I commute 36 miles a day, 180 miles a week. And I pay for it myself. So Kriner & Irv, if either of you are going from downtown to East Memphis in the morning, can I catch a ride wit’ you?

By the Numbers

Just a quick post about TV news. When you spend a bunch of years doing something, you retain some mild interest, even after you’ve moved on.

Here now the news!

Nielsen, the ratings people, have released their annual market rankings. Of the 210 markets ranked, New York remains the largest, Glendive, Montana the smallest.

Memphis, which was in the top 30 when I worked at the big 3 on the river, is now the 48th largest market, with 694,000 TV homes.  Some cities grow, others contract. If there’s any good news in the numbers for Memphis, its that it has moved up from being number 50 last year. Market size plays a role in how much stations can charge for commercial time. TV spots cost more in bigger markets. Doesn’t mean it’s better TV, just makes more money. Of course, it usually means the news people are paid a little better too. I’ve been out of local news long enough to not have a clue as to what people earn in this town. But there are still a boatload of people in Memphis TV who were working here when I got here in 1990 (so maybe somebody’s making some money here).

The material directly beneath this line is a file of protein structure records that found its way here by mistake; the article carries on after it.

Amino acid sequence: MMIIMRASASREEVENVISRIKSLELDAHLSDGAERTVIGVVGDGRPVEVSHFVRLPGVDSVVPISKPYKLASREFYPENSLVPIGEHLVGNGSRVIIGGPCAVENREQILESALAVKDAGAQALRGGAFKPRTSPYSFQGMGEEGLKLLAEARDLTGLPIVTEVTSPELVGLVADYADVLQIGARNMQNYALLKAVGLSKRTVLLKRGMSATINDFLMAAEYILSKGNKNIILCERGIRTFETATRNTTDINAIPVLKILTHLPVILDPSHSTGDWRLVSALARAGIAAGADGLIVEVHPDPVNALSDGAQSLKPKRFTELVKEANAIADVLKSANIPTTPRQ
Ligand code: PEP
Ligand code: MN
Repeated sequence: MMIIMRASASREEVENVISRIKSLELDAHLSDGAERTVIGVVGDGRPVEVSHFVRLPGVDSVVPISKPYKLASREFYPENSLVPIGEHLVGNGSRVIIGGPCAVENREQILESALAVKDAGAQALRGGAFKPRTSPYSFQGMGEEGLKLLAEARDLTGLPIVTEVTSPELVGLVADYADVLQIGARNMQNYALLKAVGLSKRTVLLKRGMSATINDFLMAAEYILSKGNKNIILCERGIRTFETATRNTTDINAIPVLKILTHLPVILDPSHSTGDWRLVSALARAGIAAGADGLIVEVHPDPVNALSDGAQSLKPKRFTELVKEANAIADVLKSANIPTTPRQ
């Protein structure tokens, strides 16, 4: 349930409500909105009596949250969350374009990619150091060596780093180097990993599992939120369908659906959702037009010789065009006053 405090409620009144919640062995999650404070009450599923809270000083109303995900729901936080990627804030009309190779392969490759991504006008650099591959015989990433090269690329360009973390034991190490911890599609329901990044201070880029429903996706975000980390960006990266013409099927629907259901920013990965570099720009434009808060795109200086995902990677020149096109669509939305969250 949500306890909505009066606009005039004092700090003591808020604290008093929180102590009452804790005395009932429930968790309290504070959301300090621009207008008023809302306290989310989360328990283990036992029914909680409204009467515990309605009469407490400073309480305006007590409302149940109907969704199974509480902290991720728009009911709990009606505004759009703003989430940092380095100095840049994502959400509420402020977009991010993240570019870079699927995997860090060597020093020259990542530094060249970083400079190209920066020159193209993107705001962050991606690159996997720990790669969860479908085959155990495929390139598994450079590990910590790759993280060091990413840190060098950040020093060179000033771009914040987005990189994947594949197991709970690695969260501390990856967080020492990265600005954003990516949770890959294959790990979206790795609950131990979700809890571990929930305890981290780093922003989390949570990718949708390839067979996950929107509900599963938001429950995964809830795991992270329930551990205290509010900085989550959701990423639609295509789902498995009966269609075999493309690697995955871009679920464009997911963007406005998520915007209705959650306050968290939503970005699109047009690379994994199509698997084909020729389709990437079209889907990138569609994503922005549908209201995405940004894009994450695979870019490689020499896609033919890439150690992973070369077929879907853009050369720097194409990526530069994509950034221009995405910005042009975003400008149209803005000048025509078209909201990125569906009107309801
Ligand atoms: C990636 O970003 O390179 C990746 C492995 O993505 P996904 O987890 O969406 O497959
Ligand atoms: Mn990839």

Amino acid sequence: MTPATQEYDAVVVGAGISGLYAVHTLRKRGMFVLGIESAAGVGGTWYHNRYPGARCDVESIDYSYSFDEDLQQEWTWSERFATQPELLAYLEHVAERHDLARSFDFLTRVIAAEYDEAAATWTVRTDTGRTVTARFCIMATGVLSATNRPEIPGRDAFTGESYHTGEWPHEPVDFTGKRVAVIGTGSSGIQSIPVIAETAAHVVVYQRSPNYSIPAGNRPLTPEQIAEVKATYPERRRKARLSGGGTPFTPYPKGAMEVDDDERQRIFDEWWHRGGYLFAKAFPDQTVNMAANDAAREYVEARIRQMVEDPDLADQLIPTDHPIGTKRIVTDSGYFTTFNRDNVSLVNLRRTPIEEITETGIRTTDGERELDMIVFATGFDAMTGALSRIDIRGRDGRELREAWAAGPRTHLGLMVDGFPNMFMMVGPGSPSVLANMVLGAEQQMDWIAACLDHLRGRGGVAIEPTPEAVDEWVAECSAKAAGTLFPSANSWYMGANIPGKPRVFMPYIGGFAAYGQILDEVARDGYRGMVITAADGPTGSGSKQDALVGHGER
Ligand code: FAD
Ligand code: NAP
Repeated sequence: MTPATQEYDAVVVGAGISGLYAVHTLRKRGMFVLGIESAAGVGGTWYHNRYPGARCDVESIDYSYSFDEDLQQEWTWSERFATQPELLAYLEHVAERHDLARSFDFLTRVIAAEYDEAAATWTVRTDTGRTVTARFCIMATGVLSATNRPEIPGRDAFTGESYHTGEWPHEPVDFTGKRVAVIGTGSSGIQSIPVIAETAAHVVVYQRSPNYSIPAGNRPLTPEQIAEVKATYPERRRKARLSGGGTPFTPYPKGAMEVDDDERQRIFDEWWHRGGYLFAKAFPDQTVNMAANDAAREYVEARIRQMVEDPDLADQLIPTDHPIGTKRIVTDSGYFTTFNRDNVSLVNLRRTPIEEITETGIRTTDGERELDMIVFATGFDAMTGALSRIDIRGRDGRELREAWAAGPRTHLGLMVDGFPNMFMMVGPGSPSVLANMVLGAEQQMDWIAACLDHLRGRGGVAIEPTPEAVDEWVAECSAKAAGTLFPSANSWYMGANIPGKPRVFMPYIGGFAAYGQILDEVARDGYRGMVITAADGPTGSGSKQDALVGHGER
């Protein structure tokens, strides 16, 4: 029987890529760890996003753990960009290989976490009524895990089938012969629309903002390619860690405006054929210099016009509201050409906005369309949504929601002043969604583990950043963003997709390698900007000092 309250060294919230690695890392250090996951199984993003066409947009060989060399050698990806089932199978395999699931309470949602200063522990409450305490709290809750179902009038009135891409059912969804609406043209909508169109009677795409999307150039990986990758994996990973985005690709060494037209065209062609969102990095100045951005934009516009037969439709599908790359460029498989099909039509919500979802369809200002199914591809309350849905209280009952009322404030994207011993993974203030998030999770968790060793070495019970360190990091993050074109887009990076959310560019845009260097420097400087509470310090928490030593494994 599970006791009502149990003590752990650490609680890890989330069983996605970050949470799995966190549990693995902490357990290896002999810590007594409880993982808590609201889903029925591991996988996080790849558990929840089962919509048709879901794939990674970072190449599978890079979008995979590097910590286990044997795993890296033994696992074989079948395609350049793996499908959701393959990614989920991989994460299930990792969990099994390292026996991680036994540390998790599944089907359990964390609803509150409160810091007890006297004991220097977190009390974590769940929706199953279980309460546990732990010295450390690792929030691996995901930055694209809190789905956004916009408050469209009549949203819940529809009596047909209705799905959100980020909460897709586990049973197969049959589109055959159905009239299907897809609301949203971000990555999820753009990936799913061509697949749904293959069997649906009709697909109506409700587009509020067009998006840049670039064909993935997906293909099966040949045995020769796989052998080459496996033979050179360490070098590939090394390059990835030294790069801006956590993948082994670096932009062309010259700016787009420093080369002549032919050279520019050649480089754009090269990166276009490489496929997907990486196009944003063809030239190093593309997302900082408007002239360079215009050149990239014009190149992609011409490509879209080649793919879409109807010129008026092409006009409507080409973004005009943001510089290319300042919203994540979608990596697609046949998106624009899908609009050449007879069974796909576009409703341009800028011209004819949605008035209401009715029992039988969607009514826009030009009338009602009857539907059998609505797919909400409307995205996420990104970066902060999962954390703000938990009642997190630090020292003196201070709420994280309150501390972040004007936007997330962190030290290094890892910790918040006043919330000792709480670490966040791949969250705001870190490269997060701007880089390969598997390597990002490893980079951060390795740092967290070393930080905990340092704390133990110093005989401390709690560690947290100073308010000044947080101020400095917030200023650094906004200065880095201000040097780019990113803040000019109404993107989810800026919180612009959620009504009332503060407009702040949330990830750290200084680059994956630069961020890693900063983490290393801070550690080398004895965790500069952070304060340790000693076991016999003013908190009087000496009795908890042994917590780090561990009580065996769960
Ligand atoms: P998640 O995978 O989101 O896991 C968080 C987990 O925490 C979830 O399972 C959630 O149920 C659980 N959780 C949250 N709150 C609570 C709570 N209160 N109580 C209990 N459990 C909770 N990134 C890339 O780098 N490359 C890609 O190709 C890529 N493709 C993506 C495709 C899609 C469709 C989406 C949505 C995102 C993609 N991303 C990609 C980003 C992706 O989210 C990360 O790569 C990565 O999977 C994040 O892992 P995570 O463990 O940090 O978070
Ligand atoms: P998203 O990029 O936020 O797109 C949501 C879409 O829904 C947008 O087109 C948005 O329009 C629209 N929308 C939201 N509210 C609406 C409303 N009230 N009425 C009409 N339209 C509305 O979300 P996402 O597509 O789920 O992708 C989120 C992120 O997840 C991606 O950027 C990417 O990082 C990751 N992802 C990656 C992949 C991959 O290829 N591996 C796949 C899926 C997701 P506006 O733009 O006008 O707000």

And no, consolidation won’t change Memphis’ market ranking, unless they turn the job situation around immediately and a bunch of folks move into town.

One CNN Center

Slip Slidin' Away?

Speaking of TV news, I’m starting to think that I got out of CNN when the getting was good. The August rating numbers for the network are out, and it seems they’re the lowest in ten years. That’s a little scary. Again, while Fox News is the clear leader in cable news ratings, it’s probably not a situation of people changing the channel from one to the other. CNN firmly staked out the middle ground for so long, I think it lost out on viewers attracted by point-of-view television. Fox and MSNBC, and even Headline News (sorry, HLN) have developed prime time line ups that have some kind of perspective. It’s interesting that Campbell Brown left the 8pm slot because she had no audience and Rick Sanchez has lost 41% of the few viewers she had. Maybe CNN should switch to NCIS reruns or try to grab the “Real Housewives” franchises from Bravo.